THE second round of the first year of human papillomavirus vaccinations for adolescent boys has been completed with no reports of serious adverse outcomes, says the director of the National HPV Vaccination Program Register.
Dr Julia Brotherton said the current program in Australia was the first national human papillomavirus (HPV) vaccination program for boys in the world and there was “a bit of responsibility” attached to its safe roll-out.
Dr Brotherton said enhanced surveillance with the quadrivalent HPV vaccination program for boys had revealed some adverse events, but these were mild and there had been nothing unexpected. (1)
Dr Brotherton welcomed research, published in the latest MJA, which has established background rates of potential adverse events following vaccination in a group of Victorian boys aged between 12 and 16 years. (2)
“This is very useful data for us”, Dr Brotherton told MJA InSight.
A Melbourne research group used statewide hospital morbidity data to estimate the background rates of neurological and allergic events in boys aged between 12 and 16 years. They found the rates in Victoria to be 252.9 and 175.2 per 100 000 person-years, respectively. Events searched for included Guillain-Barre syndrome, anaphylaxis, seizures and syncope.
“Such adverse events may be mistakenly assumed to be caused by vaccination, owing to temporal association, when the 4vHPV vaccination program is expanded to include adolescent boys”, the researchers wrote. “Postlicensure safety assessments of 4vHPV vaccine programs in adolescent girls have shown little evidence of increased risk of neurological and allergic adverse events after vaccination.”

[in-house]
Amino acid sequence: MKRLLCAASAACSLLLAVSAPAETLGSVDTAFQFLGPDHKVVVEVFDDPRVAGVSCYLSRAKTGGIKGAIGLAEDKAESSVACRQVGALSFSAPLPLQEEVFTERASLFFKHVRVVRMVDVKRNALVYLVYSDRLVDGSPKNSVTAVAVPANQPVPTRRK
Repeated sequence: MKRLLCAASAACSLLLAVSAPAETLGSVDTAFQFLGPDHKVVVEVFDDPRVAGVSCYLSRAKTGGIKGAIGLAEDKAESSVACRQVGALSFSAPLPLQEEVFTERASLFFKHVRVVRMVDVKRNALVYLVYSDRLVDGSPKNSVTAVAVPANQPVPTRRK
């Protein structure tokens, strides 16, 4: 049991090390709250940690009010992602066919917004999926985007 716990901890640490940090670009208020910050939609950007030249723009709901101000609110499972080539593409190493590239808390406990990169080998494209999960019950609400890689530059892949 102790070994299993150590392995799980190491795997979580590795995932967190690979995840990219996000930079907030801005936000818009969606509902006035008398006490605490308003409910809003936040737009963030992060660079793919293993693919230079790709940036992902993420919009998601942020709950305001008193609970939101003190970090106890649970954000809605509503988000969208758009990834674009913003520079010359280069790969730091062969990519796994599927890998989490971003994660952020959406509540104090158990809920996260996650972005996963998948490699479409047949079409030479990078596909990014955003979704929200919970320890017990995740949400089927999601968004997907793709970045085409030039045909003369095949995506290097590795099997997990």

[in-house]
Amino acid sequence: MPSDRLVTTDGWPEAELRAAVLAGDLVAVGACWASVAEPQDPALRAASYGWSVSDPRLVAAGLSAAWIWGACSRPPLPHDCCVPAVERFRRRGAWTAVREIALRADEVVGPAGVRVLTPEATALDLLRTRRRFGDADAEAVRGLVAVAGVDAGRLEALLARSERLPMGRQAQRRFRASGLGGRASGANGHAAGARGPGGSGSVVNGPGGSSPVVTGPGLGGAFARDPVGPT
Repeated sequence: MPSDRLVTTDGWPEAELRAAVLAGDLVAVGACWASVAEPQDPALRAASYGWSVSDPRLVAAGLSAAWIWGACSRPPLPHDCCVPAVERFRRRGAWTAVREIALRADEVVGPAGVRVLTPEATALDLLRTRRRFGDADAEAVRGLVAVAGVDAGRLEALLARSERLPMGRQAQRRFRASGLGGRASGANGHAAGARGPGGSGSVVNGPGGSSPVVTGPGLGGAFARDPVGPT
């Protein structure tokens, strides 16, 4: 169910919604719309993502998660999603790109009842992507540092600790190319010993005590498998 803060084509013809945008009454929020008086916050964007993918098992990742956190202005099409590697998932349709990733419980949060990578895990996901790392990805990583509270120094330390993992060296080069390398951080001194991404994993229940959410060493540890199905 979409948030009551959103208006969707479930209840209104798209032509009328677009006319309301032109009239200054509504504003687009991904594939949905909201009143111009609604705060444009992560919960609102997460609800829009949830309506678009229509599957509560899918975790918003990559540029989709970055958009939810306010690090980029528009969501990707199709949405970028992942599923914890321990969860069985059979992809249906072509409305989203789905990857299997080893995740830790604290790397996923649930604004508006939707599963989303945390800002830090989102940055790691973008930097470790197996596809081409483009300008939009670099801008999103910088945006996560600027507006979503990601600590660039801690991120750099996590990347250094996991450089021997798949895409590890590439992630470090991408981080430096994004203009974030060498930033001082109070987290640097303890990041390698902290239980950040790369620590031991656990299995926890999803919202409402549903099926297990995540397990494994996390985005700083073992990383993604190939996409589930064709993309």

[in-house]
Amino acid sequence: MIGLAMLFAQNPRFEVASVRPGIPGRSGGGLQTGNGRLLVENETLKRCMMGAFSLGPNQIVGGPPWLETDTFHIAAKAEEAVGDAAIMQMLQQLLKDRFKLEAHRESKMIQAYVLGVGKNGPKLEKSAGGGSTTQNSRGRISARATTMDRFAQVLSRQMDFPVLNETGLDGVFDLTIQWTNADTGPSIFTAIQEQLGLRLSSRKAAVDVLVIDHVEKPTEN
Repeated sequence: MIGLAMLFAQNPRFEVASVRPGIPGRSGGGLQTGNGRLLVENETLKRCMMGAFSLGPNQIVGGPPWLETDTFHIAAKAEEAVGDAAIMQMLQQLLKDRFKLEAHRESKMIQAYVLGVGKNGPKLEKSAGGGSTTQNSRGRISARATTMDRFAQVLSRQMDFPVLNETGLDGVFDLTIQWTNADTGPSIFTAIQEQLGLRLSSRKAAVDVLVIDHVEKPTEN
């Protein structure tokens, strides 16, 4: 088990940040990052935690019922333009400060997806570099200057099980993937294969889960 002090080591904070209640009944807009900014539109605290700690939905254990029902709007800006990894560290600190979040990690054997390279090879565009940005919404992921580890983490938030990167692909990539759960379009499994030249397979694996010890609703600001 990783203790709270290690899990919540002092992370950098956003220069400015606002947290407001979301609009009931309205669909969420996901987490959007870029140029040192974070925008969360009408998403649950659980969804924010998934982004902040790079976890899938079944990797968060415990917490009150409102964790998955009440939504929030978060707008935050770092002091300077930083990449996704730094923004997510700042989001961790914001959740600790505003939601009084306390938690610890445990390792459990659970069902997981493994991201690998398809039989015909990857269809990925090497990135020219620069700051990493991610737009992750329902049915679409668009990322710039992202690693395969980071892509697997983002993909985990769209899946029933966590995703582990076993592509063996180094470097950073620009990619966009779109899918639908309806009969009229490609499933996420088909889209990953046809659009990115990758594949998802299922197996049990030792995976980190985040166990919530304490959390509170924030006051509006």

The researchers said that, assuming an 80% HPV vaccination rate with three doses per person, 2.4 episodes of Guillain-Barre syndrome would be expected to occur in this age group of boys in the 6 weeks following vaccination. “Within one day of vaccination, about 3.9 seizures, 0.3 episodes of anaphylaxis and 6.5 acute allergy presentations would be expected.
“While current passive surveillance system reporting is likely to underascertain postvaccination events, prior knowledge of expected numbers of events are valuable in helping determine whether reports or clusters of reports represent real safety flags that require urgent investigation”, they wrote.
The researchers said their study highlighted the value of state and national health datasets to provide information that could improve public safety. As well as establishing background rates of diseases, these datasets could be used to link vaccination databases to health care event databases, “enabling direct investigation of potential associations with adverse events” following vaccinations, they said.
Dr Brotherton said the study provided a baseline which was useful as the Registry monitored the HPV vaccination roll-out for adolescent boys.
Boys in schools across the country started receiving the first vaccinations in February this year, and the second vaccinations began 1–2 months later.
“The second round seems to have gone quite smoothly”, Dr Brotherton said. “We haven’t heard of any issues on the ground.”
A third and final dose is due to be administered 6 months after the first.
Dr Brotherton said about 100 million girls around the world had now received HPV vaccine.
“We’ve been looking very hard for adverse events and what we’ve found is that it seems to be a really safe vaccine”, she told MJA InSight.
“There’s been a lot of regular reporting and enhanced surveillance and there haven’t been any issues.”
Dr Brotherton said the Melbourne study was an “elegant” use of readily available data.
“We have these data resources, and they would be even more useful if we could link them together. We’re not making the best use of the data right now, but this study is a lovely demonstration of how useful it can be.”